Title

Vocational interests of African-American, Asian-American and Caucasian-American adolescent females

Date of Award

2002

Availability

Article

Degree Name

Doctor of Philosophy (Ph.D.)

Department

Counseling Psychology

First Committee Member

Margaret Crosbie-Burnett, Committee Chair

Abstract

Currently, there appears to be differential representation of racial groups of females in various parts of the labor force. African-American females are overrepresented in social careers, and underrepresented in science and mathematics careers. According to Holland's (1985a) theory, this suggests interest in social occupations and activities, and lack of interest in math and science-related careers and activities. Asian-American females, conversely, are overrepresented in science and math careers, and have low representation in non-scientific and non-math occupations. This suggests interest in math- and science-related careers and activities, and low interest in non-science- and non-math-related occupations and activities. To test Holland's theory, self-reported interests in activities and careers of African-American, Asian-American and Caucasian-American females were examined. Participants consisted of female 10th grade African-American, Asian-American and Caucasian-American students, who completed the UNIACT-R portion of the 1999/2000 PLAN test. The UNIACT-R was used to measure activity preferences, and a career interest item contained in PLAN was used to measure career preferences. It was hypothesized that there would be significant differences between African-American, Asian-American and Caucasian-American females on activity and career preferences. Specifically, African-American females were hypothesized to prefer Social activities and careers more than other activities and careers, and Asian-American females were hypothesized to prefer Investigative activities and careers more than other activities and careers. Caucasian-American females served as a comparison group. To further test Holland's theory, it was hypothesized that activity and career preferences would be related within each racial group. In general, the results of this study did not support Holland's theory. On both the activity and career preference measures, the African-American females showed only partial consistency with their actual workforce representation, demonstrating equal preference for Social, Enterprising and Conventional activities, and equal preference for Social and Investigative careers. The Asian-American females showed partial consistency on the activity preference measure with their actual workforce representation, but complete consistency on the career preference item, demonstrating equal preference for Investigative, Artistic and Social activities, but sole preference for Investigative careers. Finally, African-American, Asian-American and Caucasian-American females did not show congruence between their activity and career preferences. Limitations and directions for future research are addressed.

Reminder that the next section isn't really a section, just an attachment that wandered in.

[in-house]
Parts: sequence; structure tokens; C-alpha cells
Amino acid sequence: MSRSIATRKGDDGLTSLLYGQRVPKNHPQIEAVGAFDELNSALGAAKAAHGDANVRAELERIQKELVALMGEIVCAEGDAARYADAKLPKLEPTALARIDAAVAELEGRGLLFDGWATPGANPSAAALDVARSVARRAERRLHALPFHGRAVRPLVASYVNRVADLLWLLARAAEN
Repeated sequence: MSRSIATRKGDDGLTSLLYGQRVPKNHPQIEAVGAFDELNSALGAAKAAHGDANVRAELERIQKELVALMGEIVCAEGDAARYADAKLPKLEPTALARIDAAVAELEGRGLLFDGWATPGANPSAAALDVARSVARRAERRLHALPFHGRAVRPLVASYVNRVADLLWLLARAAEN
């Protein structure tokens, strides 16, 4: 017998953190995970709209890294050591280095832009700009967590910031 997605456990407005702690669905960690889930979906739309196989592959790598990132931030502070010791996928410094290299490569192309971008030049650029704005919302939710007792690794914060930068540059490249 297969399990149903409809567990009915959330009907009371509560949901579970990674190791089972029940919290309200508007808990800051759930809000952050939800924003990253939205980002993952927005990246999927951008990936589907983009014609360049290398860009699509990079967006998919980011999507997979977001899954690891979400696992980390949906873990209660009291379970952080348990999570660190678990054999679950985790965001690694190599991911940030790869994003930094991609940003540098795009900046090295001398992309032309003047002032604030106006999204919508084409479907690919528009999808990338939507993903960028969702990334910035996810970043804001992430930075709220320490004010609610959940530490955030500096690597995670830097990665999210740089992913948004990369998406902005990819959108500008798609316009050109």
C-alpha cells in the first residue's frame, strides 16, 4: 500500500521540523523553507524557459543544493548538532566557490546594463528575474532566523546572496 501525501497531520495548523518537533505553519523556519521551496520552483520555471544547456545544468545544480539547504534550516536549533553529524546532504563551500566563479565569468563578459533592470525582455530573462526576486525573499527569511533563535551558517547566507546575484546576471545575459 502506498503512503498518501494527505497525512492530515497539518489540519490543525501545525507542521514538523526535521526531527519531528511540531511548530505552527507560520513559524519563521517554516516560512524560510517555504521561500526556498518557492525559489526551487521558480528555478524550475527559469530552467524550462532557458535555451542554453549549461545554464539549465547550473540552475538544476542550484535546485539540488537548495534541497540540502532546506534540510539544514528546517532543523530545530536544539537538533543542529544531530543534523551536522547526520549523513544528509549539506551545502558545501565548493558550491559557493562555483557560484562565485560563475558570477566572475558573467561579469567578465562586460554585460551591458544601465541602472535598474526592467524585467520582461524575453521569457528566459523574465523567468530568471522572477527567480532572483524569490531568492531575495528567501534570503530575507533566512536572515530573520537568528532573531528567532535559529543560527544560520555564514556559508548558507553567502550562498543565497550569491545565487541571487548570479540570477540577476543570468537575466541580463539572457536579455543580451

Keywords

Black Studies; Education, Guidance and Counseling; Sociology, Ethnic and Racial Studies; Education, Vocational

Link to Full Text

http://access.library.miami.edu/login?url=http://gateway.proquest.com/openurl?url_ver=Z39.88-2004&rft_val_fmt=info:ofi/fmt:kev:mtx:dissertation&res_dat=xri:pqdiss&rft_dat=xri:pqdiss:3056623